Robert Dean Stethem (November 17, 1961 – June 15, 1985) was a United States Navy Seabee diver who was killed by Hezbollah terrorists during the hijacking of the commercial airliner he was aboard, TWA Flight 847.
At the time of his death, his Navy rating was Steelworker Second Class (SW2). He was posthumously promoted to Master Chief Constructionman (CUCM).
Stethem was born in Waterbury, Connecticut, but grew up in Virginia Beach, Virginia and Waldorf, Maryland.
He was one of four children. His father, Richard Stethem, retired from the Navy as a Senior Chief after 20 years, continuing to work for it as a civilian afterwards. His mother, Patricia, served in the Navy before raising her family, continuing to serve in the U.S. Court of Appeals for the Armed Forces afterwards.
His brother, Chief Boatswain’s Mate Kenneth Stethem was a Navy SEAL and brother Diver First Class Patrick Stethem served in Underwater Construction Team One for 10 years – the same unit in which Robert served. Stethem had one sister, Sheryl Sierralta.
He graduated from Thomas Stone High School in 1980, where he played defensive back on the varsity and junior varsity football teams. He also played Little League baseball.
Stethem joined the Navy shortly after graduating, reporting for duty on May 4, 1981.
In the Navy, Stethem was a Seabee Steelworker assigned to Naval Mobile Construction Battalion 62 in Gulfport, MS. He served multiple tours on Diego Garcia and Guam. Later, Stethem became a 2nd Class Navy Diver and was assigned to the Navy’s Underwater Construction Team One in Little Creek, Virginia.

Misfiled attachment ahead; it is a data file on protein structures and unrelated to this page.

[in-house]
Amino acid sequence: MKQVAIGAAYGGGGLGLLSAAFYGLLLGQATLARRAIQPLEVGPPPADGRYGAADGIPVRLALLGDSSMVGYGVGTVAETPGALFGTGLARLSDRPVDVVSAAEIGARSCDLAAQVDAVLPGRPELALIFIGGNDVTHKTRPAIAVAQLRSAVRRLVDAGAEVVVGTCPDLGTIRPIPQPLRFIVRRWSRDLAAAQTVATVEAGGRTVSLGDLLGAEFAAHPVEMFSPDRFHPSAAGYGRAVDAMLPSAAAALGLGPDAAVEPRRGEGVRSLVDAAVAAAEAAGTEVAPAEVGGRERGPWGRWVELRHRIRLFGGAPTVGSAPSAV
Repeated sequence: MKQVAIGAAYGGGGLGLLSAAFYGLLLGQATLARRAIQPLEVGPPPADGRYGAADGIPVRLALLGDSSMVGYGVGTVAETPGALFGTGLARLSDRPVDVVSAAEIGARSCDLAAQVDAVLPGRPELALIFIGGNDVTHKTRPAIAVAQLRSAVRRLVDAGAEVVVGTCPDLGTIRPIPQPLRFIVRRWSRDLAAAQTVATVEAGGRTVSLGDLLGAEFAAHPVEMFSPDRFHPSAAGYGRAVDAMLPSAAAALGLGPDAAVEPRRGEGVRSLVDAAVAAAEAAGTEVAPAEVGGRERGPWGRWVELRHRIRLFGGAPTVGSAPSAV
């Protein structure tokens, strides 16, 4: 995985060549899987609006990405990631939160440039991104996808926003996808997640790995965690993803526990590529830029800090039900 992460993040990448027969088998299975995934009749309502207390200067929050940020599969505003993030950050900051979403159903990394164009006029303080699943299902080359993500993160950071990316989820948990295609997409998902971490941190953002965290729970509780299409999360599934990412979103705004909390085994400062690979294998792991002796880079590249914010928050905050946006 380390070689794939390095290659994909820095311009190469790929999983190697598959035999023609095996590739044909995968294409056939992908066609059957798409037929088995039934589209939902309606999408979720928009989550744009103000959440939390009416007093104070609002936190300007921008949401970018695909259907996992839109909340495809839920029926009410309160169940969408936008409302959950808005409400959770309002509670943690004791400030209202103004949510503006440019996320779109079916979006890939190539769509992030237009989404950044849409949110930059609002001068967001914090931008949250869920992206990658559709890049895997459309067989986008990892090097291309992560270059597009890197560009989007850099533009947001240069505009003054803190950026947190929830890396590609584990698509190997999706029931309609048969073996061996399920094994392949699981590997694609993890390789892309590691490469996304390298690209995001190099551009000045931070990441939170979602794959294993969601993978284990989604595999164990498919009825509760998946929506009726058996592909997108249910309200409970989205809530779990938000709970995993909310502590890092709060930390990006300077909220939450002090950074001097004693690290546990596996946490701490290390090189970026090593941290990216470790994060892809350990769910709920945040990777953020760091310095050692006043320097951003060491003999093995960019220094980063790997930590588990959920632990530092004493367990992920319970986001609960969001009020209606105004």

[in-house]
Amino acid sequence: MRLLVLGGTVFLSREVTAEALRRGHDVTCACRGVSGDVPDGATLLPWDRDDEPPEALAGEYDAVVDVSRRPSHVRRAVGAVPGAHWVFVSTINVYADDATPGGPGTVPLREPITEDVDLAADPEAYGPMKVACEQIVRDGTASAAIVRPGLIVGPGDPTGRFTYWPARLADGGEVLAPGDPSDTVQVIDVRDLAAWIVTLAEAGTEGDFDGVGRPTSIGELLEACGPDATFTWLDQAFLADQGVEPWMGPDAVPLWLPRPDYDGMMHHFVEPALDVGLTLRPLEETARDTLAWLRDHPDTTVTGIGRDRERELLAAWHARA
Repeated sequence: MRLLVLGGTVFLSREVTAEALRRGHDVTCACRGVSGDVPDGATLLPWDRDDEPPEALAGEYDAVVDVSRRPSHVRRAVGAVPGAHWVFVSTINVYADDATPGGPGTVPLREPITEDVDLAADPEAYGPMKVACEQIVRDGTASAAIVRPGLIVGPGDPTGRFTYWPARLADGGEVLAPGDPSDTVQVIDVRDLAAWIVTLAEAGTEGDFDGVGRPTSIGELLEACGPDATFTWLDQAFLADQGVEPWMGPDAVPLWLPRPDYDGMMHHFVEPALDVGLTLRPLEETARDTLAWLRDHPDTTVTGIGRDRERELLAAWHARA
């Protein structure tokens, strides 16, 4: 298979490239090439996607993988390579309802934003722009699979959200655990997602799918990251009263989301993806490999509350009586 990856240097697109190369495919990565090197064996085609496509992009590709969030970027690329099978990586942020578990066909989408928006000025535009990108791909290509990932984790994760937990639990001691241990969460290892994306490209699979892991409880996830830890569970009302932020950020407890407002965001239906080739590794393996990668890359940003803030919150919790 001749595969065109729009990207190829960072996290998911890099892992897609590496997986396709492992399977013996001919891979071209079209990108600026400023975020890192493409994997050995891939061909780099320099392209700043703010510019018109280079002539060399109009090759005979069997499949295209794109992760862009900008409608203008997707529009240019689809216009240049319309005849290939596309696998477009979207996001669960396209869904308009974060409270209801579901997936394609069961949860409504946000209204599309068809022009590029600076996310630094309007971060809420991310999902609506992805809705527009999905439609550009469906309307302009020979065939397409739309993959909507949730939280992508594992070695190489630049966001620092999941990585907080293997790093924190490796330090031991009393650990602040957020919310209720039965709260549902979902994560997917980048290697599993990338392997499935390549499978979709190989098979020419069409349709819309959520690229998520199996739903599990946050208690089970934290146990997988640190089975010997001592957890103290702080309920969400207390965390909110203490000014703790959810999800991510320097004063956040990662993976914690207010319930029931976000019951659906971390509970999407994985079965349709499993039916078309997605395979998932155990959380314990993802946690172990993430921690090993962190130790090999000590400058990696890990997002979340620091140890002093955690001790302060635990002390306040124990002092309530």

On June 14, 1985, Stethem was returning from an assignment in Nea Makri, Greece aboard TWA Flight 847 when it was hijacked by members of the Lebanese pro-Iranian organization Hezbollah. The hijackers held 39 people hostage for 17 days, demanding the release of 766 Lebanese and Palestinian prisoners held by Israel.
When their demands were not met, Stethem, as a member of the US military, was targeted, beaten, and tortured. Finally, the hijackers shot him and dumped his body onto the tarmac at the Beirut airport.
One of the hijackers, Mohammed Ali Hammadi, was arrested two years later in Frankfurt, Germany. He was tried and convicted of Stethem’s murder and sentenced to life in prison. Three others, Imad Mugniyah, Hassan Izz-Al-Din, and Ali Atwa, were eventually indicted for their involvement in the incident. In 2002, they were added to the FBI Most Wanted Terrorists list. On February 13, 2008, Imad Mugniyah was killed in an explosion in Damascus, Syria.
Mohammed Ali Hammadi was paroled in December 2005 and returned to Lebanon. It is speculated that he was released in a prisoner swap in exchange for the release of Susanne Osthoff, who was kidnapped in Iraq one month earlier.
Stethem was posthumously awarded the Purple Heart and Bronze Star. He is buried in Arlington National Cemetery Section 59, Grave 430 (38.8780°N 77.0658°W), near other American victims of international terrorism.
On August 24, 2010, in Yokosuka, Japan, on board the ship named after him – the USS Stethem (DDG-63) – Stethem was made an honorary Master Chief Constructionman (CUCM) by order of the Master Chief Petty Officer of the Navy. His brother, Kenneth, accepted the certificate and decorations on behalf of the Stethem family.
scene from the movie The Delta Force shows a U.S. Navy diver being beaten, tortured, killed and his body being dumped onto the tarmac. This scene is based on Stethem’s encounter.